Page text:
At the core of Greg Boyd’s cruciform hermeneutic in the Bible is a theory of divine accommodation to the sinful realities of God’s own people, Israel. We find this discussed at length in chp 14 of The Crucifixion of the Warrior God.
His opening salvo in this chp concerns divine accommodations, and here are some of his major ideas:
If the missionary ever hopes to have the tribe eventually embrace the gospel and abandon their inhumane customs [he is speaking of female genital mutilation], they must rather initially accept the culture of the tribe as it is and gradually earn the right to be heard by patiently demonstrating God’s love as they sow seeds of the gospel that they hope will bear fruit in the years to come. We might say that the missionary must, for a while, bear the sin of the tribe and take on the appearance of condoning a sinful custom if they ever hope to free the tribe from their bondage to their inhumane tradition. 702
And it is also why we find in Scripture the heavenly missionary accommodating false beliefs and inhumane practices that we now know he actually deplores. 702
For instance, one comprehends divine revelation in accordance with one’s spiritual condition:
It is evident that discerning the glory of God in the face of Jesus, finding Christ in “all the Scriptures” (Luke 24:27), and being transformed into the image of Christ all require an open heart and the work of the Spirit. 705
It is worth noting that the insight that people’s conception of God is affected by the spiritual condition of their heart was prevalent in the early church. Early Christian thinkers uniformly assumed that a person could only know God’s true character to the degree that their own character conformed to it. 709
This leads him to a theory that divine accommodation entailed holding back revelation until humans could comprehend the truth in greater fullness, which entails the notion of progressivism in the Bible. Take for instance marriage: the Bible accommodates polygamy, concubines, and divorce as well as kingship (1 Sam 8). Not as God’s teaching but as permissions, which entails progressivism in the Bible. Only with Jesus do we see that divorce was a permission and was less than the divine will. But notice this:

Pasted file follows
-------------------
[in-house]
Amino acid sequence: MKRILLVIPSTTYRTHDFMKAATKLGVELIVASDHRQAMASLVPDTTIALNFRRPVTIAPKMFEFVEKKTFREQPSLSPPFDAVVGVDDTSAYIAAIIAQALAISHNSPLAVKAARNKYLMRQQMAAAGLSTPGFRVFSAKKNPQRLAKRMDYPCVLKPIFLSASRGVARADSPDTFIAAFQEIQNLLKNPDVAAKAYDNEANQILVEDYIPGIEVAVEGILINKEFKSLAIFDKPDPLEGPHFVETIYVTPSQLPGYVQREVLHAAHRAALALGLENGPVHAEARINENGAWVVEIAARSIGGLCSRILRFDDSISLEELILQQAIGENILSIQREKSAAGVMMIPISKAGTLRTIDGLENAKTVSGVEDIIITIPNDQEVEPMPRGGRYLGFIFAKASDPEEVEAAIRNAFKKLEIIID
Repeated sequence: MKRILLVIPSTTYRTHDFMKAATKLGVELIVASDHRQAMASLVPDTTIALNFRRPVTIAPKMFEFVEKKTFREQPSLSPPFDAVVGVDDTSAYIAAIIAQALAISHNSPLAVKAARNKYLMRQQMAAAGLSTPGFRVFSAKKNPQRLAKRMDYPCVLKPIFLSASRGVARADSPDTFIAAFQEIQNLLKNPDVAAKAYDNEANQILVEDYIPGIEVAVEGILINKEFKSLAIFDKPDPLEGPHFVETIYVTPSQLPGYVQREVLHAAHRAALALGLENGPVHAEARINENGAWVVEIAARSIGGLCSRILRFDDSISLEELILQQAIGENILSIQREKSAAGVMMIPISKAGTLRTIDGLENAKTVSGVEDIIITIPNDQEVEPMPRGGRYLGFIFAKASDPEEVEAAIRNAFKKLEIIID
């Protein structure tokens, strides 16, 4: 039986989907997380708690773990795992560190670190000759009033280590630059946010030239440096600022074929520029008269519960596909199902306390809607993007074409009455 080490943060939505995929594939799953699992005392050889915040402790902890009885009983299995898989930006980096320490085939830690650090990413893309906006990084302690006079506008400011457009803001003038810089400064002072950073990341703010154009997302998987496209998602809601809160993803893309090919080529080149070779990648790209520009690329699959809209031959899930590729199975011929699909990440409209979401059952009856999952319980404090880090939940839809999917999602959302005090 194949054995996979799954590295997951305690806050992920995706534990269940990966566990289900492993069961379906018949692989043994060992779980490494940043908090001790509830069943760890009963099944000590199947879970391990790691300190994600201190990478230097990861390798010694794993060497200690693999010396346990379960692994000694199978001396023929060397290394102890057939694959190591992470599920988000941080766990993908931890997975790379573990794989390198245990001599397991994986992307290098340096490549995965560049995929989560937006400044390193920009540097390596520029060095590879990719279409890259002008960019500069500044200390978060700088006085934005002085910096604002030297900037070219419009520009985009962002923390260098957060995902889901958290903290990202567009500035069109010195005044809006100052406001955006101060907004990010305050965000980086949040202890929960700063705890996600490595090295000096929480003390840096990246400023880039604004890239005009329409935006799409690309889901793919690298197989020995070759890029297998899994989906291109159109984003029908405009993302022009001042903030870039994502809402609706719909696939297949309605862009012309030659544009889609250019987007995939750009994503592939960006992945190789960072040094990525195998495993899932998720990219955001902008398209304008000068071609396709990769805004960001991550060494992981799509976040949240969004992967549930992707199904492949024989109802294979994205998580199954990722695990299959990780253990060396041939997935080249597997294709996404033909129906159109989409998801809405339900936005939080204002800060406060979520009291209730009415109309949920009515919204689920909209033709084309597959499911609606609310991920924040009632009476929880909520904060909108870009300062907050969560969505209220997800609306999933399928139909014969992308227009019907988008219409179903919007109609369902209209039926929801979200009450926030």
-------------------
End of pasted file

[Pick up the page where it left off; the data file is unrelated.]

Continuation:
This temporary acquiescence thus reflects the heart of a merciful God who places the welfare of people above compliance with his ideals, and as such, it is a harbinger of the cross, where God, out of concern for our eternal welfare, mercifully bent his ideals to the point of personally becoming our sin and our curse. 715
Scripture has God “approving” such behaviors by way of accommodation:
To illustrate, in the course of chastising King David for his affair with Bathsheba and for murdering her husband, Uriah, the Lord is depicted as saying through the prophet Nathan: I gave your master’s house to you, and your master’s wives into your arms. I gave you the house of Israel and Judah. And if all this had been too little, I would have given you even more (2 Sam 12:8). 718
This opening salvo, then, prepares him for looking at three divine accommodations: law, sacred nationalism, and the use of violence.
In light of the coming of Christ, in short, the law was to be set aside as “a good thing whose purpose had now been accomplished.” 723
Now the core to Boyd’s hermeneutical logic:
Violence was not only intrinsic to the law, it was intrinsic to the entire first covenant inasmuch as this covenant was premised on the threat of violent curses that would be carried out by other violent nations if God’s covenant people proved unfaithful. … In light of the fact that Jesus repudiated all violence and inaugurated a kingdom that transcends all nationalistic boundaries, it should be apparent that the law was not the only negative object lesson contained in the first covenant. Rather, God’s very decision to further his purposes through a particular nation that would be established in a particular land, that would be governed by violently enforced laws and defended with violence, was itself a huge accommodation on God’s part. And inasmuch as this violent nationalism does not reflect God’s true character and will, it is apparent that this accommodation was from the start destined to come to an end once God’s true character and will were revealed in the crucified Christ. 727
In our next post, God’s war on the Warrior God!